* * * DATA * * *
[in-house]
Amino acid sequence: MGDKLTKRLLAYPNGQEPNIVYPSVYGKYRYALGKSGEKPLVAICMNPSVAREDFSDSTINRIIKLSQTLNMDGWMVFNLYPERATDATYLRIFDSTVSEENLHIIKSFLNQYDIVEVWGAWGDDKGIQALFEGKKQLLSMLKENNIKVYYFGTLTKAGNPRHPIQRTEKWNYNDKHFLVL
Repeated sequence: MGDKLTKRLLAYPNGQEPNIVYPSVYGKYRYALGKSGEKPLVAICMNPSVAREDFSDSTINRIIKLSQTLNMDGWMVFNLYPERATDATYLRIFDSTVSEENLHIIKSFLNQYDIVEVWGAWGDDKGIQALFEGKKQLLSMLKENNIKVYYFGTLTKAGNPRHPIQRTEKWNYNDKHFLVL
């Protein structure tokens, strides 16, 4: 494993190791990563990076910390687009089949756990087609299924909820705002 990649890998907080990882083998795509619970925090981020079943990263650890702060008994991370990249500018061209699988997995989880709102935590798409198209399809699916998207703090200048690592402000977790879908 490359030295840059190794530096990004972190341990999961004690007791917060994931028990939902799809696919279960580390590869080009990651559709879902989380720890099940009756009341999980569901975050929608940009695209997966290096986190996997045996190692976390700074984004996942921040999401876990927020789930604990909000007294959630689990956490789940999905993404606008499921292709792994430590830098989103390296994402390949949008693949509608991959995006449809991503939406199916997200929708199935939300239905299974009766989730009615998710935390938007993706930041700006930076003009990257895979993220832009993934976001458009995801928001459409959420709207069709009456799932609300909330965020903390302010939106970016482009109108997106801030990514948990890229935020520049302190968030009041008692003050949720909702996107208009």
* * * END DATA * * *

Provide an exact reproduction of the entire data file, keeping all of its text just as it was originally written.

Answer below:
[in-house]
Amino acid sequence: MGDKLTKRLLAYPNGQEPNIVYPSVYGKYRYALGKSGEKPLVAICMNPSVAREDFSDSTINRIIKLSQTLNMDGWMVFNLYPERATDATYLRIFDSTVSEENLHIIKSFLNQYDIVEVWGAWGDDKGIQALFEGKKQLLSMLKENNIKVYYFGTLTKAGNPRHPIQRTEKWNYNDKHFLVL
Repeated sequence: MGDKLTKRLLAYPNGQEPNIVYPSVYGKYRYALGKSGEKPLVAICMNPSVAREDFSDSTINRIIKLSQTLNMDGWMVFNLYPERATDATYLRIFDSTVSEENLHIIKSFLNQYDIVEVWGAWGDDKGIQALFEGKKQLLSMLKENNIKVYYFGTLTKAGNPRHPIQRTEKWNYNDKHFLVL
């Protein structure tokens, strides 16, 4: 494993190791990563990076910390687009089949756990087609299924909820705002 990649890998907080990882083998795509619970925090981020079943990263650890702060008994991370990249500018061209699988997995989880709102935590798409198209399809699916998207703090200048690592402000977790879908 490359030295840059190794530096990004972190341990999961004690007791917060994931028990939902799809696919279960580390590869080009990651559709879902989380720890099940009756009341999980569901975050929608940009695209997966290096986190996997045996190692976390700074984004996942921040999401876990927020789930604990909000007294959630689990956490789940999905993404606008499921292709792994430590830098989103390296994402390949949008693949509608991959995006449809991503939406199916997200929708199935939300239905299974009766989730009615998710935390938007993706930041700006930076003009990257895979993220832009993934976001458009995801928001459409959420709207069709009456799932609300909330965020903390302010939106970016482009109108997106801030990514948990890229935020520049302190968030009041008692003050949720909702996107208009």